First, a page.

Born in the Mekong Delta in 1942, Nga had spent her childhood with her mother who was a teacher. Her father was a French officer who died prematurely.
She graduated from the faculty of chemistry at the Ha Noi National University in the mid 1960s. Since 1966, she worked as a war correspondent for the South Viet Nam Liberation News Agency (which later merged into Vietnam News Agency) in the defoliants-contaminated area of Sai Gon's Cu Chi outlying district.
That was the first time Nga had joined the battlefield, and also became among the first people to get affected by the toxic chemicals.
She remembers that it was a summer morning when she heard the drone of an aircraft flying in a circle over the area. Curiosity got her out of the shelter-pit and just then she saw the plane raining down a cloud of powder into the forest.
"I began coughing and scratching. Later, we were told that the powder was a defoliant, but we could not envisage how harmful it was," Nga says.
Evidence presented to the International People's Tribunal of Conscience has established that during the war against Viet Nam from 1961 to 1971, the US military sprayed chemicals which contained large quantities of dioxin in order to defoliate the trees for military objectives.
Nearly 80 million litres of defoliants, 61 per cent of which were Agent Orange, were sprayed over southern Viet Nam during those years. Due to this, as many as 4.8 million Vietnamese were exposed to the toxic chemicals, three million of which are Agent Orange victims, according to the Viet Nam Association for Victims of Agent Orange/Dioxin (VAVA).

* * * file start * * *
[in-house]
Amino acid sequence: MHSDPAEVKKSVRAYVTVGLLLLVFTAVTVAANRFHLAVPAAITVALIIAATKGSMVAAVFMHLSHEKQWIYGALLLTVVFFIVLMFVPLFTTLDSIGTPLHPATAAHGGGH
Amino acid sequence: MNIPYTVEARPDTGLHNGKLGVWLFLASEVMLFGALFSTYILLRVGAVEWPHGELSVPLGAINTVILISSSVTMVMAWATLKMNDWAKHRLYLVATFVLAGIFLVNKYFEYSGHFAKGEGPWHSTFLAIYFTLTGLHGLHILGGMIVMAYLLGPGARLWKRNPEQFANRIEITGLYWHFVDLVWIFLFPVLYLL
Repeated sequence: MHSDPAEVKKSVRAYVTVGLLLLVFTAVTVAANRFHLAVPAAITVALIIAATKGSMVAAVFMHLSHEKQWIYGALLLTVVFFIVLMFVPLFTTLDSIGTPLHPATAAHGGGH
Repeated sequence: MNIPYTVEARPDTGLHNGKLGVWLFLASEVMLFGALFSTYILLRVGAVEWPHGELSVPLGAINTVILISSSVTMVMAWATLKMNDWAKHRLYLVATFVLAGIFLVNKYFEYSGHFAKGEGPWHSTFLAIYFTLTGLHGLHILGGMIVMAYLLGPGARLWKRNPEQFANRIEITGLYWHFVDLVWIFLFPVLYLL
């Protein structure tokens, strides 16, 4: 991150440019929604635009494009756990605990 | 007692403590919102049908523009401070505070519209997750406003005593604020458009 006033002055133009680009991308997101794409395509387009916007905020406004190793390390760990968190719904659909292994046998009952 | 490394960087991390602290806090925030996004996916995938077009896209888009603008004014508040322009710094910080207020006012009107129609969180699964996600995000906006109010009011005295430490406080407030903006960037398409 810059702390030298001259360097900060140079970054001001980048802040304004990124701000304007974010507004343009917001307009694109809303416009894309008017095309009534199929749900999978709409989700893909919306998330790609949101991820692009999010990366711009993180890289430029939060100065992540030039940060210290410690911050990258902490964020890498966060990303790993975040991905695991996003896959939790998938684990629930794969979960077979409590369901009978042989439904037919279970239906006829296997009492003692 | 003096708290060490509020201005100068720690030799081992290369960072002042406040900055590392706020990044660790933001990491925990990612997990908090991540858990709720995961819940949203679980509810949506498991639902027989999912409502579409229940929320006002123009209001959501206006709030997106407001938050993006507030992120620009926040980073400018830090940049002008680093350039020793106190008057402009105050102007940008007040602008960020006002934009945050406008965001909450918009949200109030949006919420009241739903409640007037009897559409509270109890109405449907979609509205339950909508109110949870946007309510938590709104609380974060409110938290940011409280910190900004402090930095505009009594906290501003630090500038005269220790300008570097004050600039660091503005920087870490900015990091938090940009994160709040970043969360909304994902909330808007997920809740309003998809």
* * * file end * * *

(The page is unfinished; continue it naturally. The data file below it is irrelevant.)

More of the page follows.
Illnesses affecting people who were directly exposed to dioxin included cancer, skin disorders, liver damage, pulmonary and heart diseases, defects to the reproductive capacity and nervous disorders.
Indirect damages to the children of those exposed to toxic chemicals included severe physical deformities, mental and physical disabilities, diseases and shortened life spans.
Nga had three children and all of them were affected by the consequences of Agent Orange.
The elder child died of congenital heart defects when she was 17 months old. When she was alive, Nga did not have a chance to even hold her tight in her arms fearing that the child would have trouble breathing.
"For more than 30 years I have been struggling with a thought that I did not take good care of my health when I was pregnant. Like many other Agent Orange victims, I find it difficult to imagine the pain caused by the toxic chemicals that rained down from the airplane," Nga recalls.
Her second daughter has also inherited alpha thalassemia from her, whereas her youngest daughter has contracted a skin disease. They all keep indifferent health.
"Agent Orange and its sequels caused not only physical deformities but also tortured people mentally. Though my children and I are fortunate Agent Orange victims because we are not handicapped, I am still living in anxiety as to what will happen to my children, and when," Nga says.
Turning her pain into strength, she decided to sue the chemical companies and ask for compensation.
"It is my dream to build vocational schools for Agent Orange victims. They do not need pity but stable jobs to live on their own," Nga says.
According to VAVA President Nguyen Van Rinh, the chemical companies may have to compensate Nga, and the success will pave the way for another lawsuit to be filed against US chemical manufacturers.
The president has also supported Nga's lawsuit. The association has given 25,000 euros to the claimant to pursue the case. Another 16,000 euros have been contributed by French and Vietnamese French nationals.
The trial will begin in September. — VNS